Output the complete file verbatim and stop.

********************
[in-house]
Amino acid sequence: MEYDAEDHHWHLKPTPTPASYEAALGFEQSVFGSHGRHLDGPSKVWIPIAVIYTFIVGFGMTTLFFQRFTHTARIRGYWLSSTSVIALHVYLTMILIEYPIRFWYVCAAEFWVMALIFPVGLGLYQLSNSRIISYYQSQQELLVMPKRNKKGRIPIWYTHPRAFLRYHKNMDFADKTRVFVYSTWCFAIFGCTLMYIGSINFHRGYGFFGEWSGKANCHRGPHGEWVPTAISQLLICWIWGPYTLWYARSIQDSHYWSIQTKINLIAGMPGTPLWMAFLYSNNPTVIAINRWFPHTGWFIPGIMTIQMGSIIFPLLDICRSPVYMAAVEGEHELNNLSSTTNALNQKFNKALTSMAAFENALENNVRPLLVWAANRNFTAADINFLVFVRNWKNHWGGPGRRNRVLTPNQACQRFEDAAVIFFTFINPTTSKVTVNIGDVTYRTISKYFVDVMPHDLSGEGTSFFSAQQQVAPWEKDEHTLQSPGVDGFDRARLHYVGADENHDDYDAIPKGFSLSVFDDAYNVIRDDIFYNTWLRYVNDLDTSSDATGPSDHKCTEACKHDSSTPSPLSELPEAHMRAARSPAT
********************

[in-house]
Amino acid sequence: MEYDAEDHHWHLKPTPTPASYEAALGFEQSVFGSHGRHLDGPSKVWIPIAVIYTFIVGFGMTTLFFQRFTHTARIRGYWLSSTSVIALHVYLTMILIEYPIRFWYVCAAEFWVMALIFPVGLGLYQLSNSRIISYYQSQQELLVMPKRNKKGRIPIWYTHPRAFLRYHKNMDFADKTRVFVYSTWCFAIFGCTLMYIGSINFHRGYGFFGEWSGKANCHRGPHGEWVPTAISQLLICWIWGPYTLWYARSIQDSHYWSIQTKINLIAGMPGTPLWMAFLYSNNPTVIAINRWFPHTGWFIPGIMTIQMGSIIFPLLDICRSPVYMAAVEGEHELNNLSSTTNALNQKFNKALTSMAAFENALENNVRPLLVWAANRNFTAADINFLVFVRNWKNHWGGPGRRNRVLTPNQACQRFEDAAVIFFTFINPTTSKVTVNIGDVTYRTISKYFVDVMPHDLSGEGTSFFSAQQQVAPWEKDEHTLQSPGVDGFDRARLHYVGADENHDDYDAIPKGFSLSVFDDAYNVIRDDIFYNTWLRYVNDLDTSSDATGPSDHKCTEACKHDSSTPSPLSELPEAHMRAARSPAT